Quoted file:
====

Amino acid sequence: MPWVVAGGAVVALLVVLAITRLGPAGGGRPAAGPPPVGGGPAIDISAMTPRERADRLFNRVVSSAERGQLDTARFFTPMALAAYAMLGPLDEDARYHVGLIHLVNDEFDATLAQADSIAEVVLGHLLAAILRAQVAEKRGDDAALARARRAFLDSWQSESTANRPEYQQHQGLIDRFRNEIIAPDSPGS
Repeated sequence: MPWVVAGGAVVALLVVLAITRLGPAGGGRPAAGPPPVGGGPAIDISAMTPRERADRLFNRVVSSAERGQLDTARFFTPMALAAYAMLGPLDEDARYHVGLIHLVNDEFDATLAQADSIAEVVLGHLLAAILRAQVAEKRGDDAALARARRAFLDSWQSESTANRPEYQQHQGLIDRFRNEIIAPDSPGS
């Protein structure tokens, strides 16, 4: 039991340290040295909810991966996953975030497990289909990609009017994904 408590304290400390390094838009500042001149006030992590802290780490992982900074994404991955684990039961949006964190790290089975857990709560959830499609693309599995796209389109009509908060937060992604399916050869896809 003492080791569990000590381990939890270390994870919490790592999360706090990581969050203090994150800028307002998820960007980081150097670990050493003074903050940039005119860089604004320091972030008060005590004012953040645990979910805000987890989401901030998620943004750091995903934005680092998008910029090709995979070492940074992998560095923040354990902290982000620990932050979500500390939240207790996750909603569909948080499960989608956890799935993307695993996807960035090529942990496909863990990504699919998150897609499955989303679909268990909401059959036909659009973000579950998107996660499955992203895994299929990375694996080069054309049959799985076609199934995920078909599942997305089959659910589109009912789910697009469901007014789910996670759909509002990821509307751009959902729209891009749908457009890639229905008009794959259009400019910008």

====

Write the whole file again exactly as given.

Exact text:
Amino acid sequence: MPWVVAGGAVVALLVVLAITRLGPAGGGRPAAGPPPVGGGPAIDISAMTPRERADRLFNRVVSSAERGQLDTARFFTPMALAAYAMLGPLDEDARYHVGLIHLVNDEFDATLAQADSIAEVVLGHLLAAILRAQVAEKRGDDAALARARRAFLDSWQSESTANRPEYQQHQGLIDRFRNEIIAPDSPGS
Repeated sequence: MPWVVAGGAVVALLVVLAITRLGPAGGGRPAAGPPPVGGGPAIDISAMTPRERADRLFNRVVSSAERGQLDTARFFTPMALAAYAMLGPLDEDARYHVGLIHLVNDEFDATLAQADSIAEVVLGHLLAAILRAQVAEKRGDDAALARARRAFLDSWQSESTANRPEYQQHQGLIDRFRNEIIAPDSPGS
């Protein structure tokens, strides 16, 4: 039991340290040295909810991966996953975030497990289909990609009017994904 408590304290400390390094838009500042001149006030992590802290780490992982900074994404991955684990039961949006964190790290089975857990709560959830499609693309599995796209389109009509908060937060992604399916050869896809 003492080791569990000590381990939890270390994870919490790592999360706090990581969050203090994150800028307002998820960007980081150097670990050493003074903050940039005119860089604004320091972030008060005590004012953040645990979910805000987890989401901030998620943004750091995903934005680092998008910029090709995979070492940074992998560095923040354990902290982000620990932050979500500390939240207790996750909603569909948080499960989608956890799935993307695993996807960035090529942990496909863990990504699919998150897609499955989303679909268990909401059959036909659009973000579950998107996660499955992203895994299929990375694996080069054309049959799985076609199934995920078909599942997305089959659910589109009912789910697009469901007014789910996670759909509002990821509307751009959902729209891009749908457009890639229905008009794959259009400019910008």